- May 11, 2010No. It was definitely a Jessie Cooper. Here is the post copied verbatim from http://forum.woodenboat.com (The WoodenBoat Forum) under the thread "How do Bolger boats really sail?" by somebody called Andy B.
I have a traditional gaff cutter but appreciate Bolger's contribution to boat design. Nonetheless I offer this cautionary tale. A friend built a 26' Jesse Cooper. As designed, it had a low ballast ratio of 960 lbs. on a displacement of about 6000 lbs. Not long after launching my friend was tacking to windward up a channel when caught aback by a gust: the boat capsized. It remained on its side, until a motor cruiser pulled it upright via a line attached to the boom gallows.
I joined my rather traumatized friend shortly after and we loaded sand bags into cupboards either side, bringing the ballast up to about a ton. The sand was later replaced by lead under the sole. I did some coastal legs on the boat along the NSW coast (Australian east coast), but was always wary of being caught out in rough conditions.
Stability apart, the boat felt like it should have sailed faster than it did, but I couldn't work out why it didn't. It had leeboards (fairly crudely shaped) rather than the designed daggerboard, but I don't think this alone would account for the lack of performance.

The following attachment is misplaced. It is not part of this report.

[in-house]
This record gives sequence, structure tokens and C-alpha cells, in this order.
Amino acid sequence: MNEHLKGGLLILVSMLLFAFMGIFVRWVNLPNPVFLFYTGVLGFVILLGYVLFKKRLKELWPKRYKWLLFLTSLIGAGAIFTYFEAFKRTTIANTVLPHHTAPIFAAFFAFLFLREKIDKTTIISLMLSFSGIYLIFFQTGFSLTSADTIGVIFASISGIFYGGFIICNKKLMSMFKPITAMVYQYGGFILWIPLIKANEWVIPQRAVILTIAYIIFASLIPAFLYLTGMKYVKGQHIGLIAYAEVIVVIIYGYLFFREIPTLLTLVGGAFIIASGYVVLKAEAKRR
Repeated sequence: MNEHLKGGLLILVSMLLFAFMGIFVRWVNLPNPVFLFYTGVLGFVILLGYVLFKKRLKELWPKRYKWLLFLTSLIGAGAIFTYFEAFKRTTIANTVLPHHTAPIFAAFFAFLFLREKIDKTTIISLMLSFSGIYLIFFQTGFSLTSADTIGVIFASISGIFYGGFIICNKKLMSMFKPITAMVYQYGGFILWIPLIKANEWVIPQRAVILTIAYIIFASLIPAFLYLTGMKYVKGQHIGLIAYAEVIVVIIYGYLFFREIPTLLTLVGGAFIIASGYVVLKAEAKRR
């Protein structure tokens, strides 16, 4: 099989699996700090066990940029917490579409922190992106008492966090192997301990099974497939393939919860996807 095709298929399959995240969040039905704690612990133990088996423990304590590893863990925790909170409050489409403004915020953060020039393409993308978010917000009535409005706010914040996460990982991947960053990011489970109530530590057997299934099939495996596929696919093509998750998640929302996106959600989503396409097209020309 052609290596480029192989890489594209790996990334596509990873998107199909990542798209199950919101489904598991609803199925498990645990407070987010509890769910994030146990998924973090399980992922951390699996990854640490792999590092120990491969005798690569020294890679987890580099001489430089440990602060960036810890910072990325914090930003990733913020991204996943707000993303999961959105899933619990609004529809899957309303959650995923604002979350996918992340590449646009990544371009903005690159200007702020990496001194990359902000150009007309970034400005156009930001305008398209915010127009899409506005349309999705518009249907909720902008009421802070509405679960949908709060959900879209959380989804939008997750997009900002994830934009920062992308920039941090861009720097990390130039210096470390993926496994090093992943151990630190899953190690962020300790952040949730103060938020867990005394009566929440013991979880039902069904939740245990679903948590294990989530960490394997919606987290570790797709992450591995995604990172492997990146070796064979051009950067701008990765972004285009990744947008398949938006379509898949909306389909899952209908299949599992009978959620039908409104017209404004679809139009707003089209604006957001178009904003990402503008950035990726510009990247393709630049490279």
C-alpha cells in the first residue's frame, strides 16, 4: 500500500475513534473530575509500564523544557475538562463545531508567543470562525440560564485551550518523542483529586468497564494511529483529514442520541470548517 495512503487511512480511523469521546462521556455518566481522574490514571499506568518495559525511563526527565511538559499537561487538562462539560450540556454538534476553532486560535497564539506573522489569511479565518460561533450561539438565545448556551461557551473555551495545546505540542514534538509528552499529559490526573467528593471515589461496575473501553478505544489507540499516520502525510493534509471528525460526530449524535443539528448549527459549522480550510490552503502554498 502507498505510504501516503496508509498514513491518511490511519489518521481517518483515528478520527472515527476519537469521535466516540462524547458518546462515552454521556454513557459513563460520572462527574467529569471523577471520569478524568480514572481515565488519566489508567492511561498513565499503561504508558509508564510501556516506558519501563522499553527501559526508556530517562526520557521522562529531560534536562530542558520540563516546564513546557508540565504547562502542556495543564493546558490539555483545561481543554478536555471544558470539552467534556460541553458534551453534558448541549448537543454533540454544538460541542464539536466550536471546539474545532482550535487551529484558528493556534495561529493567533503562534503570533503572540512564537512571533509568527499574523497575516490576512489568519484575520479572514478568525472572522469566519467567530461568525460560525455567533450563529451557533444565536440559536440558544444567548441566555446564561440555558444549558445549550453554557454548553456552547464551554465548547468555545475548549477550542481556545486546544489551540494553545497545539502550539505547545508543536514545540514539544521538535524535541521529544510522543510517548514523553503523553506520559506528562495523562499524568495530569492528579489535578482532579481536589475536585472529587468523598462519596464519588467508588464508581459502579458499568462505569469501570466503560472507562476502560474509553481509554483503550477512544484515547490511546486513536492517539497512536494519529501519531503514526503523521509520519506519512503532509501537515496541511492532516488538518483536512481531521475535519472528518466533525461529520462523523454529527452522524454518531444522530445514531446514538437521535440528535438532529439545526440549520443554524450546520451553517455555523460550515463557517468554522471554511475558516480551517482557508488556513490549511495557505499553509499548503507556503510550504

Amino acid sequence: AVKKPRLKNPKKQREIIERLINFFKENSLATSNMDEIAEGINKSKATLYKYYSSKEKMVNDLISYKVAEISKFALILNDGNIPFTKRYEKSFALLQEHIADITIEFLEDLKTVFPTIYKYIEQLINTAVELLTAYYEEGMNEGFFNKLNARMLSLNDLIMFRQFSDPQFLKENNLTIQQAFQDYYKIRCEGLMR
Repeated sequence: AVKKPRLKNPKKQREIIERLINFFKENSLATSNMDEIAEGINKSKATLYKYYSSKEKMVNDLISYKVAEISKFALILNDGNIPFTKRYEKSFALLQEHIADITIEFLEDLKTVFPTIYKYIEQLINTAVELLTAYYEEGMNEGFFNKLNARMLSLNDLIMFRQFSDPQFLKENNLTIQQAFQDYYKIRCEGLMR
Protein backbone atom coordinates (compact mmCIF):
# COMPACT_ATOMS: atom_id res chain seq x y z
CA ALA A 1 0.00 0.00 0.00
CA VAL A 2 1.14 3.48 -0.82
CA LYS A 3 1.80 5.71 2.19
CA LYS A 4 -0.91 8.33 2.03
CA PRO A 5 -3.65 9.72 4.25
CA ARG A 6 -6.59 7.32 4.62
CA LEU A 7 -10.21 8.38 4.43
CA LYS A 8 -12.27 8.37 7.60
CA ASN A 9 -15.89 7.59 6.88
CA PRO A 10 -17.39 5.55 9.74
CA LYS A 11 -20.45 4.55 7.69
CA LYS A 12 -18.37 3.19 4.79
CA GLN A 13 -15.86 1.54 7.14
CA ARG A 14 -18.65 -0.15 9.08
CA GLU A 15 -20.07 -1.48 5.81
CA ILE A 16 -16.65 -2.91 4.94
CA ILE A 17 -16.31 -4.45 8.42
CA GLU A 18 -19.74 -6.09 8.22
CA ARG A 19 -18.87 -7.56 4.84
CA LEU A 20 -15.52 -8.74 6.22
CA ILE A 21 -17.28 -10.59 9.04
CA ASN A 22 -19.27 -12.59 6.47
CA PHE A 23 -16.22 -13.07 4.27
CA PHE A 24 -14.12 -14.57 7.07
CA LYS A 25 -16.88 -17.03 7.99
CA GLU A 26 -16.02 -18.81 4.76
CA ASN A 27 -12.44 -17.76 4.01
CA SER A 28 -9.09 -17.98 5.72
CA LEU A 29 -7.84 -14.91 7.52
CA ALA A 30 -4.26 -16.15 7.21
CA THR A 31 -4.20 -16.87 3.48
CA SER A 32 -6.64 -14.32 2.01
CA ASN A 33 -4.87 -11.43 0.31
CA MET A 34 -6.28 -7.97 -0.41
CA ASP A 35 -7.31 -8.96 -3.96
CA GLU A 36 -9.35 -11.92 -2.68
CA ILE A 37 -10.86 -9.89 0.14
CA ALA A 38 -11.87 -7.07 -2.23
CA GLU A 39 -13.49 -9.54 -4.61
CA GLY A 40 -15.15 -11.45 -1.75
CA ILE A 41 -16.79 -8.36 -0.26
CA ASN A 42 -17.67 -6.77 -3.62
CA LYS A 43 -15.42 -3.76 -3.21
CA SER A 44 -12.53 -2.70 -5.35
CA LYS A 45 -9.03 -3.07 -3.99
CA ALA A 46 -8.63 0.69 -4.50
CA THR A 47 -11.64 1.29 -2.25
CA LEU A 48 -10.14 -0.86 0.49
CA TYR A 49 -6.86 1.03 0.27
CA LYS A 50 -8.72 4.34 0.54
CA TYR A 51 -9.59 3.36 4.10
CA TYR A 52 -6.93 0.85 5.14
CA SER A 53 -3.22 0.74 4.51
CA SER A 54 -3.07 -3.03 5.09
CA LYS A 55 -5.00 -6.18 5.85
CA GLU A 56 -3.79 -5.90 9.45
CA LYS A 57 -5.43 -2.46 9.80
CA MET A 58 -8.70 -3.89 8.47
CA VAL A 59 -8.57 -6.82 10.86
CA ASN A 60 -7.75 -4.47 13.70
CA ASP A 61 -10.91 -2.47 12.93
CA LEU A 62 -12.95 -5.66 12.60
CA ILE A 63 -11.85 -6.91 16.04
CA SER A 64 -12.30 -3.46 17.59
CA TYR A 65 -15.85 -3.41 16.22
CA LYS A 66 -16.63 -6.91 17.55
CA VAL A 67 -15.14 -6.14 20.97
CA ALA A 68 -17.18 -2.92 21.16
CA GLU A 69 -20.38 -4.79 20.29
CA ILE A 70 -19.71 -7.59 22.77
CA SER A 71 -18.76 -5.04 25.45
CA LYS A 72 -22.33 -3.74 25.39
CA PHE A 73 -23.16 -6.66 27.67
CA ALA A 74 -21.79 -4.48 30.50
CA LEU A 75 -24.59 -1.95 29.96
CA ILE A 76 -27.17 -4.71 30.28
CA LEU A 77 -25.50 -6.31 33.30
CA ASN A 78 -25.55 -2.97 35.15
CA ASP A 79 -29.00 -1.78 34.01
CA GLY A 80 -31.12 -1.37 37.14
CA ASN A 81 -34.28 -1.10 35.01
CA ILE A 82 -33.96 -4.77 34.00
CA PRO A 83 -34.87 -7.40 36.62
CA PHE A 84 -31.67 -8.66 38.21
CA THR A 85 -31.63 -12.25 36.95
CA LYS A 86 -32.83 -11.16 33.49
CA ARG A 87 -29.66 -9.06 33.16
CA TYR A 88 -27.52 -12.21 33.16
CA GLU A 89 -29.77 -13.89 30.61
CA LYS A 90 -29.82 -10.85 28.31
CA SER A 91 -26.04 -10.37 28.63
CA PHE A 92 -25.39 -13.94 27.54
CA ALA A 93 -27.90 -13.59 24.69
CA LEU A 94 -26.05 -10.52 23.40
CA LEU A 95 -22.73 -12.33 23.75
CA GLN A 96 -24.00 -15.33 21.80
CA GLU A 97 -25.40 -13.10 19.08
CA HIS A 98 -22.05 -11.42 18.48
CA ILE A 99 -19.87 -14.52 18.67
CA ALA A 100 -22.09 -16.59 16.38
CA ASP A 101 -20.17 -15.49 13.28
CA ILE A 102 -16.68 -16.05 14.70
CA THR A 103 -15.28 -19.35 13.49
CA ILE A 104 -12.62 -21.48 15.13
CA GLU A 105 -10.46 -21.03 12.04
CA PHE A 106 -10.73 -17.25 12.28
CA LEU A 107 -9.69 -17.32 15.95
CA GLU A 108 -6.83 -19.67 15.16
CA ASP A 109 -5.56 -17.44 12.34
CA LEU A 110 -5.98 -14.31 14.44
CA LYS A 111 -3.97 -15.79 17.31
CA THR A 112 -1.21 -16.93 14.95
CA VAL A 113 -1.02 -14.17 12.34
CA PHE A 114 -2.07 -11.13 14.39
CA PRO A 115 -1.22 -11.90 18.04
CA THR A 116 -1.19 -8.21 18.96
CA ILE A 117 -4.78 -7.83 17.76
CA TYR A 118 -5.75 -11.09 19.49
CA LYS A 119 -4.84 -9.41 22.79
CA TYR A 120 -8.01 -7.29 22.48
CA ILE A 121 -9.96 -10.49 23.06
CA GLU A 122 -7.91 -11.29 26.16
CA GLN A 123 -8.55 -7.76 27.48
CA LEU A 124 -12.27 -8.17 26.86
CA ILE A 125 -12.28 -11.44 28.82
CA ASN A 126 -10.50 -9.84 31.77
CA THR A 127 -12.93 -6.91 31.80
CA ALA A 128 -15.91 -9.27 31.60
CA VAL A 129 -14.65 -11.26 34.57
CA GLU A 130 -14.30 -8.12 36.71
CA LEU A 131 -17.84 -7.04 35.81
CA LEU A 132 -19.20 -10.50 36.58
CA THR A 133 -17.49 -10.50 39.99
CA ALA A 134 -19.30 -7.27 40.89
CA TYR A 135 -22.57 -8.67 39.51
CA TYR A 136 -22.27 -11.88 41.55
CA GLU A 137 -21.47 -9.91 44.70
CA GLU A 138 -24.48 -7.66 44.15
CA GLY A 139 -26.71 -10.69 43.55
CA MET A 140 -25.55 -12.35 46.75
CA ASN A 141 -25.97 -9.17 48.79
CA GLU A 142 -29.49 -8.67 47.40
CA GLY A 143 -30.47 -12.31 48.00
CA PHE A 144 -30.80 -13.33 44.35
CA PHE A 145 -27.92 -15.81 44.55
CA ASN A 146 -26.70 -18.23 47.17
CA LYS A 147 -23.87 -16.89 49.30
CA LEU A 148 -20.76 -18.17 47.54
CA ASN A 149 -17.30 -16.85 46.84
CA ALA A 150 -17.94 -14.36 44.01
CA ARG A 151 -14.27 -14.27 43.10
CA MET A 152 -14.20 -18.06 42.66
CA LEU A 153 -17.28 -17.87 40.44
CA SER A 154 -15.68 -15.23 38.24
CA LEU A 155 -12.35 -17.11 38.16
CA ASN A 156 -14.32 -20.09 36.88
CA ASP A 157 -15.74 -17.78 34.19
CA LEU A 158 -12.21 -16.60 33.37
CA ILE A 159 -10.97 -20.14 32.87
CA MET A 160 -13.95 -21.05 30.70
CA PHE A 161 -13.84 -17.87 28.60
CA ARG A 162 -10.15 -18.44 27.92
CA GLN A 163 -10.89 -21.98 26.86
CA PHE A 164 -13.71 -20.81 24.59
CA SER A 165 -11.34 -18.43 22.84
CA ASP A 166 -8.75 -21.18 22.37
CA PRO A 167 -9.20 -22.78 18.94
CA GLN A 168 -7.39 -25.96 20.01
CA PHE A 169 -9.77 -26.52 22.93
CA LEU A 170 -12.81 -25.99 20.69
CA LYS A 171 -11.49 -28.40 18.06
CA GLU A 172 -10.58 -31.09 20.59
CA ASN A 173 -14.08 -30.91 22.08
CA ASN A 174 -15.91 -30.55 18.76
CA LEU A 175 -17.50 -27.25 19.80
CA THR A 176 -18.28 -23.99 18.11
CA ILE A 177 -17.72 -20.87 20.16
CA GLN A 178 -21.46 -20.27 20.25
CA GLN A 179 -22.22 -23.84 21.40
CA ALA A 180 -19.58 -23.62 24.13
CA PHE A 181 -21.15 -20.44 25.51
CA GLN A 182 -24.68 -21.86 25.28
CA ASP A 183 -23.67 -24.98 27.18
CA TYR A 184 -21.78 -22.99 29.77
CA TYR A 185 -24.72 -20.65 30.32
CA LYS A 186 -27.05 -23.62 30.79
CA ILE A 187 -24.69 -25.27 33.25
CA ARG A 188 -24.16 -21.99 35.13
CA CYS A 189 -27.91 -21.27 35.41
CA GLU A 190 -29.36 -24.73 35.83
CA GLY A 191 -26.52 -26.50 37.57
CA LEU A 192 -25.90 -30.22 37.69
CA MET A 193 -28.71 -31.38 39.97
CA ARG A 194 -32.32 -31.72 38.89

I also sailed on an AS29 in protected waters; the boat felt very dinghy-like compared to my heavier displacement vessel, heeling readily to wind gusts, but was also very responsive. I envied the boat's ability to dry out upright on the sandbanks. The flat bottom proved to have its drawback when it would slap in a chop when at anchor.
--- In firstname.lastname@example.org, "daschultz2000" <daschultz8275@...> wrote:
> What is OZ?
> There was a Martha Jane (original version) that was knocked down "down under". I believe it turned turtle. That event caused PBF to to make the changes, with sponsons and the cabin to MJ. I think that was all documented by Bolger, perhaps in MAIB.
> Could the MJ event be confused into a Jesse Cooper event?
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